>I got quite a few questions yesterday from gals either interested in jeans in general or in making themselves a pair. I guess you can consider this Vintage Jeans part II, because these are up close shots of the jeans that inspired the ones I made.
I bought these from a good friend and when I got them they were old store stock. They are Blue Gem- and although I really don’t know much about jeans through the ages I’m guessing they’re 1950s. Hopefully these up close shots will help you if you’re looking at making yourself a pair! The fabric is a light to medium weight indigo denim with no stretch and has orange topstitching thread.
Here’s the front of the jeans. You can see the pocket shapes and the belt loop placement. Notice that this pair doesn’t have topstitching down the front- but I have seen vintage ones that do have it.
Here’s a close up shot of the pockets. These ones are pretty straight and have a wide and narrow zig zag stitch to re-enforce the top and bottom of the opening.
This is a close up shot of the inside of the pocket opening. As you cas see there is no pocket lining but there is extra allowance for a hem instead.
This is the view from the inside of the front pockets. The edges of the pocket have been serged and them two rows of topstitching hold them in place. On mine I used the pattern piece as a guide and traced the edge onto the front of the jeans on both sides, then used that line as a guide for my presser foot. It was the easiest way I could come up with for them to be mostly symettrical since using a twin needle on my machine means sewing it from the right side of the fabric only- the back side looks more like a zig-zag.
Here’s the back of the jeans. You can see that there’s a yoke and then a bottom potion which has a pleat. On one side only there is a patch pocket that pretty much goes parallel to the yoke. The finished yoke measurement is 2″ at the sideseam and 3″ at the center back seam. The yoke is attached to each leg seperately before they are seamed together. I also attached the pocket before they were seamed together at the crotch. The patch pocket has the same zig zag treatment as the front pockets to help protect against tearing at the corners.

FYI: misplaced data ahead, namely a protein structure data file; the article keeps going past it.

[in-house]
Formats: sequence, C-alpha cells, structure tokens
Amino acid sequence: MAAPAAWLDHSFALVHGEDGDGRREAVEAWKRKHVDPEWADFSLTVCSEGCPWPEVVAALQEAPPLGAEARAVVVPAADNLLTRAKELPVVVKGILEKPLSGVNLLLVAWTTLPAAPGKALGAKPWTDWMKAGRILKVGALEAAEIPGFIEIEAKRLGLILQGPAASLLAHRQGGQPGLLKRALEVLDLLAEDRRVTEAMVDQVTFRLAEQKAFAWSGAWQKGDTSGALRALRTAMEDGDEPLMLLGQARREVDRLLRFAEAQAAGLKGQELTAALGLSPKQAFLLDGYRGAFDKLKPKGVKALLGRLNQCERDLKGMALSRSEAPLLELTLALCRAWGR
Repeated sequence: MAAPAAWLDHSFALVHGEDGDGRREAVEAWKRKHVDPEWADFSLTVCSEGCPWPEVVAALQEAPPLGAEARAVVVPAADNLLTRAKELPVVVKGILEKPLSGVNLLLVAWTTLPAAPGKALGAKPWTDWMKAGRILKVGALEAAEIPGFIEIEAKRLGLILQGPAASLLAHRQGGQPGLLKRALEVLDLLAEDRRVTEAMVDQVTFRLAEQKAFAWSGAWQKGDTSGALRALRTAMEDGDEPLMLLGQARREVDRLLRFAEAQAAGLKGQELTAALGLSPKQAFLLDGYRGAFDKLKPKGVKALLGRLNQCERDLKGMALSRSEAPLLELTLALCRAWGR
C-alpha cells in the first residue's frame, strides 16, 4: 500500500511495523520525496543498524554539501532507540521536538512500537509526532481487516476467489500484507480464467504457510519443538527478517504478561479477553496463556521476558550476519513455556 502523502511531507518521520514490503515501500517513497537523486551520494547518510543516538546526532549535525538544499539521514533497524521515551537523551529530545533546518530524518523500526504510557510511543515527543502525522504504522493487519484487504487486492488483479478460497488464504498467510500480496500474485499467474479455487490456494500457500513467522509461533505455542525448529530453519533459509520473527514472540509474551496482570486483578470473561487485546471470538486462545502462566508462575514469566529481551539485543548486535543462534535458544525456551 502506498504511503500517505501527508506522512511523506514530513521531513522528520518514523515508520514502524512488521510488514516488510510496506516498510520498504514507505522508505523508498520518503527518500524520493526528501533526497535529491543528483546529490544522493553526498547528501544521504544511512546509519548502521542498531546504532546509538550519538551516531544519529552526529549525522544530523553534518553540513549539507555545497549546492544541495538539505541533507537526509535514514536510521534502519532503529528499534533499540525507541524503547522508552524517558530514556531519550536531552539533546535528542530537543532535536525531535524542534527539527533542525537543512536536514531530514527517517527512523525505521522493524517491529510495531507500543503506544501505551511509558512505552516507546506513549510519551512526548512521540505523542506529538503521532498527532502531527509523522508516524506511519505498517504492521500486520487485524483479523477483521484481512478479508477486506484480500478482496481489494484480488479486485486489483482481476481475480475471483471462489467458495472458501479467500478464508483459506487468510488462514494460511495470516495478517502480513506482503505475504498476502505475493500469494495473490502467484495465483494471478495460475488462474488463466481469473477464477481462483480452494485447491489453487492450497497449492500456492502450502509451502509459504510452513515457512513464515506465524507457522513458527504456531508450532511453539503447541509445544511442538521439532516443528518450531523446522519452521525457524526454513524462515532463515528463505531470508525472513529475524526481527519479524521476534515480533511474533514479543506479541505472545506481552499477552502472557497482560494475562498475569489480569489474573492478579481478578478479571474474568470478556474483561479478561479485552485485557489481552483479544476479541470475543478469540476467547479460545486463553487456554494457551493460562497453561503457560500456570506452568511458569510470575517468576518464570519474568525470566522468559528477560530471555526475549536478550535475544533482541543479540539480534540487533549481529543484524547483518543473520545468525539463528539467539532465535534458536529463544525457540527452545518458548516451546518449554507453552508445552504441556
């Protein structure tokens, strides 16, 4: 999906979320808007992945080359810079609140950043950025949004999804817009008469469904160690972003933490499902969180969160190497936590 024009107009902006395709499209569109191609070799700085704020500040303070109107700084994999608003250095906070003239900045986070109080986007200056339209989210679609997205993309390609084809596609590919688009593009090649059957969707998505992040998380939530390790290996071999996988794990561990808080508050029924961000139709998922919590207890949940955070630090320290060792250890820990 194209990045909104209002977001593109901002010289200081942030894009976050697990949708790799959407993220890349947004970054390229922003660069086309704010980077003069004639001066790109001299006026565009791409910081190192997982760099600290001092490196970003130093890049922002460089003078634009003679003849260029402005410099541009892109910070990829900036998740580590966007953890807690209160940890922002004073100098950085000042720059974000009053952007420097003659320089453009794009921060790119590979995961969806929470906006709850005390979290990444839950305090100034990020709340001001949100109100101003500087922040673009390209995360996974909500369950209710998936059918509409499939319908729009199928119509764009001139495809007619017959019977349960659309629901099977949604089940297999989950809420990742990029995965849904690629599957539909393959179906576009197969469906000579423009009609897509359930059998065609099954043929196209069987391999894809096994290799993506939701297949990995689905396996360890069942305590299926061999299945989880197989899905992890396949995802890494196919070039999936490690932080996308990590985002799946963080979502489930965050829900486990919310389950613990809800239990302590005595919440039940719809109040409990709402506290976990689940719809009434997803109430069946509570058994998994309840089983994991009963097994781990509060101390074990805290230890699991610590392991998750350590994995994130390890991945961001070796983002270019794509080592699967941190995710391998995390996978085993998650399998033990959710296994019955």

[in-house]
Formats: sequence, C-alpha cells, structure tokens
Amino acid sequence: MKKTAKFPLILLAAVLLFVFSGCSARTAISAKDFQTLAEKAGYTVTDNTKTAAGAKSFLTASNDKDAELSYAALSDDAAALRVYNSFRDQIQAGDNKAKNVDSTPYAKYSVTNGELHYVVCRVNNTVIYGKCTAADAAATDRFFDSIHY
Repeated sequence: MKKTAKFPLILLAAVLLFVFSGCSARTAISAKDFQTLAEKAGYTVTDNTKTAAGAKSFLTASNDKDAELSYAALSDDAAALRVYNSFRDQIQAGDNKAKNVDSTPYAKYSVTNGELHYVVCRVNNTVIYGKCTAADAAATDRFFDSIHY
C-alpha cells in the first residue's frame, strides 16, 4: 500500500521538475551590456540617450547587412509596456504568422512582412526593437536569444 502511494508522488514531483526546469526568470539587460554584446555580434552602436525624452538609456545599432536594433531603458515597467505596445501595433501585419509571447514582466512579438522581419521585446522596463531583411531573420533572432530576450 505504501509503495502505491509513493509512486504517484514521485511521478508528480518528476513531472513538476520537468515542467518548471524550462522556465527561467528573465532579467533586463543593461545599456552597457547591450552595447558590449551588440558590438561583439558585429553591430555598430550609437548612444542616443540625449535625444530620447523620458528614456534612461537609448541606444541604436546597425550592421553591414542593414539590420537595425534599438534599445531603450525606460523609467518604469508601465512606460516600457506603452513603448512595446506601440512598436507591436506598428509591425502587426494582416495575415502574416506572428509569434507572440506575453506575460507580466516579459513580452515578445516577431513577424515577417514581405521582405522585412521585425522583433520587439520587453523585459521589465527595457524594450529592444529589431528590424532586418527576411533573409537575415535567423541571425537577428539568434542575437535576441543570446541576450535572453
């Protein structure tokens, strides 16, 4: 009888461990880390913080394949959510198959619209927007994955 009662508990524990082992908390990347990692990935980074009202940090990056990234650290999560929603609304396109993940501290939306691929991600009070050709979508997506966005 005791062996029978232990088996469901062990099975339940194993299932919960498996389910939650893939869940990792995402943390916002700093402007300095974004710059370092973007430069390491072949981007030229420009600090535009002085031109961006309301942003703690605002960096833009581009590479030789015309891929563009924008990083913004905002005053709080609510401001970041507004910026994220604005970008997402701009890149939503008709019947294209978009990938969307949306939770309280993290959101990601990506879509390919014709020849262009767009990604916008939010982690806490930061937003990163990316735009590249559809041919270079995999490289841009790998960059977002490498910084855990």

Here’s a close up of the side seam fly, which is on the left side of the jeans. The fly is cut on the fold lengthwise and forms somewhat of an upside down “V”. You put this on before you put in the zipper and before you put on the waistband. After you’ve got your zipper in you topstitch a little triangle at the bottom to hold it in place.
This is a close up of the fly when open. The originals have two snaps to adjust the sizing. As you can see in the picture, they also have a 1″ underlap where you could move the zipper over when you went up a size in order to give them as long of wear as possible. I left this step out of my repros. Notice that the zipper on the right is not topstitched in place but simply stitched and then turned on itself. The other side of the zipper is topstitched when you do the outside leg seam and doing so sandwiches the placket between the zipper and body of the jeans.
A little late, but here’s the shape of the leg seams. The original pattern I initially used as a block had no leg shaping at all on the inside leg. In order for these to fit properly there needs to be a bit of a curve there, then it straightens out or slightly tapers all the way down. The measurement across the bottom of my vintage jeans at the hem is 9.5″ on the front leg and 10″ on the back leg.
This is a shot that shows you the topstitching. The inside leg seam is topstitched in one continuous swoop, so I did this before I attached the legs together at the outseam. Getting the outside legs topstitched aftter they were assembled was a nightmare. Next time I might simply leave off the inside topstitching. If you decide that’s the route you want to go, make sure you have your pattern fitted to you perfectly because if you change your mind about waist fit after you’ve topstitched your outside seams it’s a real bear to do it over again- and a waste of topstitching thread!
This is the part I didn’t think to look at. Modern jeans often have two rows of topstitching at the hem and that’s what I did on mine. This pair does not have contrasting stitching at all on the hem of the pants. Since I made mine long enough to cuff I’m really not worried about it. If you do want yours long enough to cuff make sure you add at least 4″ to the total length plus 1″ for seam allowance. If you’re really nitpicky, you might want to flat fell your leg seams, since that’s the authentic way to go and it does actually show when you cuff them up. I was too lazy, and now I’m glad because topstitching while flat felling the outside seam would just be too much trouble!
And here’s the original tag. Aww. I love old tags. Doesn’t it look brand new?
I guess that’s about it! Hope this helps! I’ll be looking back at this, I know, the next time I want to make a pair.